Twin Cities sees spike in heroin overdoses

Five people in Hennepin County, Minn. overdosed on heroin in the span of one hour on Thursday night, further proof that opioid addiction has become all too common across the country in recent years.

To prevent further life-threatening incidents, volunteers are working hard to implement Steve’s Law, passed in 2013 to allow first responders and everyday citizens a legal right to carry a lifesaving medication in case someone they know with an opioid addiction accidentally overdoses. 

In 2009, Star Selleck knew for three days her son Ian had tried heroin when she found him unresponsive.
She called 911, police arrived immediately. As a nurse, Selleck knew exactly what he needed

“I said ‘he needs Narcan! He needs narcan!’ and they said, ‘Star we don't' carry Narcan’,” Selleck said. “That is why I do this, so that no other mom will lose their son to [a heroin overdose].”

Now, six years later, Selleck volunteers with the Steve Rummler Hope Foundation, training everyday people how to administer naloxone, also known as narcan, should a loved one accidentally overdose on prescription pain pills or heroin. The foundation is also giving out naloxone kits to everyone they train.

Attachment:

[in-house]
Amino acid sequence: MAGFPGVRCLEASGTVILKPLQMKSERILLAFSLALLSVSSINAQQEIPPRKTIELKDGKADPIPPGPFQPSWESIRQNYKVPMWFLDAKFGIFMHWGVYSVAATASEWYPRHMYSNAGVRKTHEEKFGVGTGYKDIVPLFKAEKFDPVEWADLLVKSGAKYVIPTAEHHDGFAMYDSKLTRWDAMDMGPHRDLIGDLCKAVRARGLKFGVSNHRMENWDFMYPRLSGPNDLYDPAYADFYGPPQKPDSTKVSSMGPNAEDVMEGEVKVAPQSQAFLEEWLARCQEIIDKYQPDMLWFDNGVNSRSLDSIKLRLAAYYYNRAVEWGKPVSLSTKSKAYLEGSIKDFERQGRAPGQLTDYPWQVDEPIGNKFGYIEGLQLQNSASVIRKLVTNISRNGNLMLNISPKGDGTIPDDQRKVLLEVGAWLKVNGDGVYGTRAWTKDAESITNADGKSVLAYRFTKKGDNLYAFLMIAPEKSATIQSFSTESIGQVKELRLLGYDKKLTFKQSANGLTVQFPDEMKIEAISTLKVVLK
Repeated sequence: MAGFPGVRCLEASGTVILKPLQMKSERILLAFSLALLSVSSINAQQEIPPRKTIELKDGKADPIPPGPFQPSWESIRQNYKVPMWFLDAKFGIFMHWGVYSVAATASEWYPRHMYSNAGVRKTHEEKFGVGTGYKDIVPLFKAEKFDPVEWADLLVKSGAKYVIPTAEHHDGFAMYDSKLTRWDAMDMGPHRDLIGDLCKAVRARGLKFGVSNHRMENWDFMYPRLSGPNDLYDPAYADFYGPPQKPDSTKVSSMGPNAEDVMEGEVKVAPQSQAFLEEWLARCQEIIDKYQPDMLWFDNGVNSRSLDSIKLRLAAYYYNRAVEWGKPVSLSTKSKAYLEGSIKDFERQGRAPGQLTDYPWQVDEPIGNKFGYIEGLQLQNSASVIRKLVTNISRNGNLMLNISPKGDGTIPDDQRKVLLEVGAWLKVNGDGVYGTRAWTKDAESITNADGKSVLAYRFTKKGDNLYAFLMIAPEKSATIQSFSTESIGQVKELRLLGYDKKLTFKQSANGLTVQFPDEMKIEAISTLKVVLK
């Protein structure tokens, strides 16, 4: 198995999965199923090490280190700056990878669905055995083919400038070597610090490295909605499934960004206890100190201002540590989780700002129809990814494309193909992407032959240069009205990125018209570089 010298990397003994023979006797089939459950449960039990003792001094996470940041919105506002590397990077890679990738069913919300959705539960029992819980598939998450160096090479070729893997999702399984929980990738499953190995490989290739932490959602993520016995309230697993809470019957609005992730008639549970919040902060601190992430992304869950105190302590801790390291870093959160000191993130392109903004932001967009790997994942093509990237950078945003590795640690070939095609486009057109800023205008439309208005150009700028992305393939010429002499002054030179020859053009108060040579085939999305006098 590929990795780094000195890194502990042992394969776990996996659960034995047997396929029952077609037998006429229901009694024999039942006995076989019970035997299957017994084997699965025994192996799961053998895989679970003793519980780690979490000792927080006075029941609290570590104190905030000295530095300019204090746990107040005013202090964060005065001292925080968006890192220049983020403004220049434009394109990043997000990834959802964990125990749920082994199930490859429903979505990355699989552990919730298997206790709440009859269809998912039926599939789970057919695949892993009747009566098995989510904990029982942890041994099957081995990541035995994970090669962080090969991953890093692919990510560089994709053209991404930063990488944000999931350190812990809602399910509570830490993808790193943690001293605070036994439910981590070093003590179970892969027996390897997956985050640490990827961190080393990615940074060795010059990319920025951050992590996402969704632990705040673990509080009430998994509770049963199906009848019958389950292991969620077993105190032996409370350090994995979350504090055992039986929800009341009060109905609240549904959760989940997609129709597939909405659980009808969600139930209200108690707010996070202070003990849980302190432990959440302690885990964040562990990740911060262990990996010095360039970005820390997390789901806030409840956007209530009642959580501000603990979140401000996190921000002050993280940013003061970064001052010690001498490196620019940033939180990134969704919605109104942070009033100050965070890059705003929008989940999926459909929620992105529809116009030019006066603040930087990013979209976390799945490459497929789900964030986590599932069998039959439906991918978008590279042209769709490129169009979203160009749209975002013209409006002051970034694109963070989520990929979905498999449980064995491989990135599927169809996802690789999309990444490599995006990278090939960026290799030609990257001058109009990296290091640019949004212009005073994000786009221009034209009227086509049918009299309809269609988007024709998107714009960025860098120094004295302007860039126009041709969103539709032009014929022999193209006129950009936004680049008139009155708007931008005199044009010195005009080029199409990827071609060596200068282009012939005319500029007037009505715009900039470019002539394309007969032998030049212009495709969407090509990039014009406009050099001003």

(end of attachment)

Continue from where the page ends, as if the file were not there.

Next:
“The [Centers for Disease Control] have come out and acknowledged that this has hit epidemic proportions. It is now the #1 cause of accidental death in our country,” Selleck said.

According to SRHF, every year about 16,000 people accidentally overdoses on pain pills each year, which is about four times the number of heroin overdoses. 

Dr. Paul Satterlee from Abbott Northwestern Hospital says it is “really a recognized problem that pain pills very readily lead to heroin.”

Satterlee added that doctors are seeing overdoses even among those using prescriptions as prescribed, which are situations where having a naloxone kit can make call the difference.

Volunteers said the naloxone kits are easy to use and there is no risk of harming someone.

“To those of you who say this can never happen to you, I'm an Edina mom, whose son played every sport, and was loved by all, and made a stupid mistake. So it can happen to anyone,” Selleck said.


Steve Rummler Hope Foundation:

For parents of opioid addicts: